Roger Thayer Stone Center For Latin American Studies

Tulane University

Academic Programs

Juris Doctor/Master of Arts in Latin American Studies

The joint degree program in Law and Latin American Studies was created to provide training for attorneys, policy makers, and public servants who wish to learn about Latin America and to gain a deeper knowledge of the civil code legal system of Latin America and Louisiana, which differs profoundly from that found in the rest of the United States. Applicants to the joint degree program must be admitted separately by each of the participating programs. Thus a potential joint degree student must be admitted to the Law School through its normal admissions process, and also to the Latin American Studies graduate program in the School of Liberal Arts via its own separate admissions process. Admission to one school does not guarantee admission to the other; nor does the failure to be admitted into the joint degree program preclude admission into either one or the other school independently.

This unique joint JD/MA degree program encourages students to explore the economic, social, political, environmental, and cultural contexts that shaped not only legal thought and institutions in distinct regions of Latin America, but also the practice and application of law. Within this degree program, students can shape a program that is broadly conceived or highly focused. A focused program might concentrate, for example, on environmental, maritime, corporate, or human rights issues.

In addition to the 79 hours of law coursework required by the Law School, students pursuing the joint degree must complete 24 semester hours of coursework in graduate courses approved by the Stone Center. One of which is the interdisciplinary core seminar (LAST 7000) offered by the Center itself. The School of Law itself offers courses on Latin American legal issues. These ordinarily will form a part of the 79 hours of training required in Law. Most of the courses addressing Latin American subject matter are taken through other social science departments at the university, especially the departments of Political Science and Economics, although students frequently explore environmental issues and the cultural dimensions of the law as well. An interdisciplinary thesis option is offered in lieu of one three-credit course; however, students who elect the thesis option must pass a thesis defense in order to earn the credit. Demonstrated competence in either Spanish or Portuguese is required. The Graduate Advisor of the Stone Center serves as program advisor for the joint degree program. The degree is awarded upon fulfillment of the degree requirements for BOTH programs.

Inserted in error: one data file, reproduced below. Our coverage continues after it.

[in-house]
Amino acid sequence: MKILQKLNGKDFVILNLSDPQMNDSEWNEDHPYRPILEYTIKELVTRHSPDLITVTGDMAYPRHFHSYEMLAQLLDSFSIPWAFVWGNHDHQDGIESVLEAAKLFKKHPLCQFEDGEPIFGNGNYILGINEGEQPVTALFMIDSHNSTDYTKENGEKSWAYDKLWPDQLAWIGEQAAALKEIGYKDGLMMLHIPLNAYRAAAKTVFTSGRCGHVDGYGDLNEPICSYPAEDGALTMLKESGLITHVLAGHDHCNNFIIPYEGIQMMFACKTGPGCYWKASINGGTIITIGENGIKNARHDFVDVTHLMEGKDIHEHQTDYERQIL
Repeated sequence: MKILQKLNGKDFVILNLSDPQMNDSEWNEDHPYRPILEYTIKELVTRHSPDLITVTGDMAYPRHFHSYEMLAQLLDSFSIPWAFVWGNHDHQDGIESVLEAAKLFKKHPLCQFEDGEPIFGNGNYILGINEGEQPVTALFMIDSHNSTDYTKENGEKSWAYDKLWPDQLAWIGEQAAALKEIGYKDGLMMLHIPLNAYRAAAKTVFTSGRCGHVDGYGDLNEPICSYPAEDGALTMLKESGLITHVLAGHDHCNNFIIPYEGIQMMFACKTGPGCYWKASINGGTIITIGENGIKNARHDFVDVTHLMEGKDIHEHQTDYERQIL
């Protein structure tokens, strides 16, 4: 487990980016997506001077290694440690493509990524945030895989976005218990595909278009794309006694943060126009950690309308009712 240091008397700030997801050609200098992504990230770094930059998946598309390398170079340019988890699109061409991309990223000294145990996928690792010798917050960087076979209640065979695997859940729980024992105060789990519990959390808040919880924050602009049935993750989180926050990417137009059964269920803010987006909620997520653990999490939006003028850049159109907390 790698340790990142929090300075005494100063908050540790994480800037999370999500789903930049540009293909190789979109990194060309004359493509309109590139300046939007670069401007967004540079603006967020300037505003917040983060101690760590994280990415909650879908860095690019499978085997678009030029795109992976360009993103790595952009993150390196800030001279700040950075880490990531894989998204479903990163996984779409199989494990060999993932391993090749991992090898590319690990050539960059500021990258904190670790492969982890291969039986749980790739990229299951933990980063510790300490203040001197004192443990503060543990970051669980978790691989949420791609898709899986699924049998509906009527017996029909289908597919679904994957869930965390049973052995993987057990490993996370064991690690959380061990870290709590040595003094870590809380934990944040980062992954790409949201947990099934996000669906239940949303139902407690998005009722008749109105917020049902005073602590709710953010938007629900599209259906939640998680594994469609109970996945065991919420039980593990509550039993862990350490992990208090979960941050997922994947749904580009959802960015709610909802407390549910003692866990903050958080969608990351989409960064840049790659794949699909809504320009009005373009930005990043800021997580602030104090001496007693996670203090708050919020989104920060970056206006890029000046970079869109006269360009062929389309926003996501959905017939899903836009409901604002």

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Upcoming Events

Online Summer Book Group for K-12 Educators

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For pre-service, early career and veteran teachers who love reading and learning through literature who want to explore award-winning books for the middle and early high school classrooms. Join us as we read four books that explore stories of coming-of-age from multiple perspectives. Participants will receive a copy of each book and participate in an open discussion with other K-12 educators. We will launch the book group with The Other Half of Happy. The group will meet online and explore the real story behind this award-winning book with the author Rebecca Balrcárcel. Join us this summer as we discover new stories and books for your classroom.

Register here for $15 (includes all 4 books).

All online Zoom meetings are at 7:00 PM CST.

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Sponsored by the Stone Center for Latin American Studies and AfterCLASS at Tulane University. For more information, please email crcrts@tulane.edu.

Central America, People and the Environment Educator Institute 2021

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This summer educator institute is the third institute in a series being offered by Tulane University, The University of Georgia and Vanderbilt University. This series of institutes is designed to enhance the presence of Central America in the K-12 classroom. Each year, participants engage with presenters, resources and other K-12 colleagues to explore diverse topics in Central America with a focus on people and the environment.

While at Tulane, the institute will explore the historic connections between the United States and Central America focusing on indigenous communities and environment while highlighting topics of social justice and environmental conservation. Join us to explore Central America and teaching strategies to implement into the classroom.

Additional details and registration will be available in the late fall 2020. For more information, please email dwolteri@tulane.edu or call 504.865.5164.